Friday, October 16, 2009


From Dr. Paul Williams:

I am a United States citizen on trial in Canada for exposing a situation at McMaster University in Hamilton, Ontario that threatened the lives and welfare of Canadians and Americans alike. My book "The Dunces of Doomsday," published in the U.S. by Cumberland House, revealed potential terrorist threats from al- Qaeda affiliates at McMaster. The university is suing me for libel, demanding $4 million in punitive and aggregated damages.

Unlike American libel laws where the plaintiff must prove that what said about him is not true and it was said in malice, Canadian libel laws, like the British, put the burden of proof on the defendant, not on the plaintiff.

What I wrote and said about McMaster from my home in Pennsylvania falls well within the standards of responsible journalism. Nevertheless, I have been dragged into court in Toronto, Canada, to be tried under Canadian law that lacks the U.S. Constitutional protection of free speech.

This ordeal has damaged my professional career, depleted my life savings, and placed me in financial jeopardy.

I am not alone.

Other writers have suffered a similar fate, including Joe Sharkey, a New Jersey-based freelance business journalist is being sued for reporting about a plane crash he survived over the Amazon. A woman who claims Sharkey offended the “dignity” of Brazil by criticizing its air-traffic control is suing him for libel in Brazil. This despite the U.S. National Transportation Safety Board’s conclusion that the Brazilian air traffic control was responsible to the crash. She demands $500,000 and apologies in national and international media outlets.

Dr. Rachel Ehrenfeld, whose criticism of a Khalid bin Mahfouz, a Saudi billionaire who funded al Qaeda, has resulted in a judgment by default in British court against her for allegedly defaming the Saudi. She was ordered to pay $250,000, apologize in international media outlets and destroy her book: Funding Evil; How Terrorism Is Financed – and How to Stop It.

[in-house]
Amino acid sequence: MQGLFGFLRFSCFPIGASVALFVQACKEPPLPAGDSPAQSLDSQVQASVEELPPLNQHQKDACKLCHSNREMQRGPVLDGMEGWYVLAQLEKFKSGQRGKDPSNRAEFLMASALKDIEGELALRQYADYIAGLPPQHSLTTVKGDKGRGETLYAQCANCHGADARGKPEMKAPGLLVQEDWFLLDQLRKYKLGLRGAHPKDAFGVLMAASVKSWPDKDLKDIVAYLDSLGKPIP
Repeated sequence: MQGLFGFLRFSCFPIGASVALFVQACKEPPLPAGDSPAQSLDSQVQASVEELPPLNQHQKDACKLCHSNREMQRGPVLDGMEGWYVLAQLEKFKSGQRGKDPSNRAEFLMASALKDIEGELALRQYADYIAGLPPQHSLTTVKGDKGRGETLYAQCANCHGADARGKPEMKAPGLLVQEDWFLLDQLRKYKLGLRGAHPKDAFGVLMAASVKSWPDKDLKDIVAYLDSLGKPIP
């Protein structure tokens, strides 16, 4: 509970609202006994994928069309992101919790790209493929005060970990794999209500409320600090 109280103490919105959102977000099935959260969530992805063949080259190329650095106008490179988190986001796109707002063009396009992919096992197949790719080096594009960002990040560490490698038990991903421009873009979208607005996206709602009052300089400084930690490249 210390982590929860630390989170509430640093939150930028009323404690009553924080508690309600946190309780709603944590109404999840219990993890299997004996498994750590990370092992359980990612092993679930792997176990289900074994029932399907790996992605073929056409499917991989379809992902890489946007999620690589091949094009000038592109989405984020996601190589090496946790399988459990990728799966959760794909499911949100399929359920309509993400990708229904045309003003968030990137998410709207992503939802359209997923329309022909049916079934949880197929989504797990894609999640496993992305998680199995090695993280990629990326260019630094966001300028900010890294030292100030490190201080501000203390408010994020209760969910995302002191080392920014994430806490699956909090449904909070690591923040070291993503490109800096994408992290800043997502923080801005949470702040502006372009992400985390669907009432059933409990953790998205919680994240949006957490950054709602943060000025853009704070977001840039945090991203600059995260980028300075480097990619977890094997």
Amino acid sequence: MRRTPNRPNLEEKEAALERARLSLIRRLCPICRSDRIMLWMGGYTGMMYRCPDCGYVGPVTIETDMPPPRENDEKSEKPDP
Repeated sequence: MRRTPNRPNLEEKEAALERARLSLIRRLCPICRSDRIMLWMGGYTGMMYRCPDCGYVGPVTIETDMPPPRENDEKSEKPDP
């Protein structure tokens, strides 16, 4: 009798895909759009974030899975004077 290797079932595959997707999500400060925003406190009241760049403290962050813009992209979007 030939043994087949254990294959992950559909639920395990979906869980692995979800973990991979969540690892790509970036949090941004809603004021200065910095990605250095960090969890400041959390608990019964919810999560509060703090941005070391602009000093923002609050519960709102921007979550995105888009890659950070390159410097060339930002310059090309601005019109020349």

The same ordeal can befall all investigative reporters in the U.S. unless federal legislators pass The Free Speech Protection Act 2009, which is now before the Senate Judiciary Committee.

Last week my pretrial took place in Toronto. It was not a pleasant experience. My Canadian lawyers and the appointed mediator spent seven hours attempting to coerce me into signing an apology to McMaster University for stating the truth. They maintained that none of my statements were factual according to Canadian libel laws.

I pointed to the fact that McMaster was home to several al-Qaeda members who plotted to blow up Canada’s Parliament and behead its prime minister. In fact, a week before my pretrial took place, the guilty plea of a McMaster student, Saad Gaya, to charges of terrorism captured the headlines of Canadian newspapers. Gaya was one of eighteen al-Qaeda affiliates also charged with planning to blow up trucks loaded with bombs at the Toronto Stock Exchange, the Toronto office of the Canadian Security intelligence Service and a military base on Ontario. He was the eleventh to be convicted. The remaining seven members of the group, known as the “Toronto 18,” remain in prison awaiting trial. Such statements of fact have done little to persuade McMaster to drop the lawsuit, and my trial is set for April 2010.

In Canada, as in England and Brazil, truth is not an absolute defense.

No American citizen should be stripped of his/her Constitutional rights by foreign countries or foreign entities.

Congress should act immediately to pass the Free Speech Protection Act 2009.

Paul L. Williams, Ph.D.

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